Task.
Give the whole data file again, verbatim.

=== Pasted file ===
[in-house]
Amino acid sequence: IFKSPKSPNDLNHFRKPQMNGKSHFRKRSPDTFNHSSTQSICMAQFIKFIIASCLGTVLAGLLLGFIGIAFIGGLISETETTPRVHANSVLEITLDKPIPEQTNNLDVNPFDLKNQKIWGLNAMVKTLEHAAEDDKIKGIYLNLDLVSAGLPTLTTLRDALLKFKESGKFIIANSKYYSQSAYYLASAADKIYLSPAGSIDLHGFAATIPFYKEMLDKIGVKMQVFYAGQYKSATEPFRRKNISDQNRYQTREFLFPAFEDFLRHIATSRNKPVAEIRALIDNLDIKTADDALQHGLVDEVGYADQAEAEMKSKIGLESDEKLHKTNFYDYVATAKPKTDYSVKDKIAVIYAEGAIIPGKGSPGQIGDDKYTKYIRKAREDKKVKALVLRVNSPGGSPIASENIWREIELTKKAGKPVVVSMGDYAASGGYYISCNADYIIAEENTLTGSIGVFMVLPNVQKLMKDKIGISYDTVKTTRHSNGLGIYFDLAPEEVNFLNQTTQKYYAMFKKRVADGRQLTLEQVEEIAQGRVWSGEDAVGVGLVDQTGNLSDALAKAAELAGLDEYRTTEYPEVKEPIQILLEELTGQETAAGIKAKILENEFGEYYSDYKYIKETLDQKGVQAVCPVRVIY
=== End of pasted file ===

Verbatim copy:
[in-house]
Amino acid sequence: IFKSPKSPNDLNHFRKPQMNGKSHFRKRSPDTFNHSSTQSICMAQFIKFIIASCLGTVLAGLLLGFIGIAFIGGLISETETTPRVHANSVLEITLDKPIPEQTNNLDVNPFDLKNQKIWGLNAMVKTLEHAAEDDKIKGIYLNLDLVSAGLPTLTTLRDALLKFKESGKFIIANSKYYSQSAYYLASAADKIYLSPAGSIDLHGFAATIPFYKEMLDKIGVKMQVFYAGQYKSATEPFRRKNISDQNRYQTREFLFPAFEDFLRHIATSRNKPVAEIRALIDNLDIKTADDALQHGLVDEVGYADQAEAEMKSKIGLESDEKLHKTNFYDYVATAKPKTDYSVKDKIAVIYAEGAIIPGKGSPGQIGDDKYTKYIRKAREDKKVKALVLRVNSPGGSPIASENIWREIELTKKAGKPVVVSMGDYAASGGYYISCNADYIIAEENTLTGSIGVFMVLPNVQKLMKDKIGISYDTVKTTRHSNGLGIYFDLAPEEVNFLNQTTQKYYAMFKKRVADGRQLTLEQVEEIAQGRVWSGEDAVGVGLVDQTGNLSDALAKAAELAGLDEYRTTEYPEVKEPIQILLEELTGQETAAGIKAKILENEFGEYYSDYKYIKETLDQKGVQAVCPVRVIY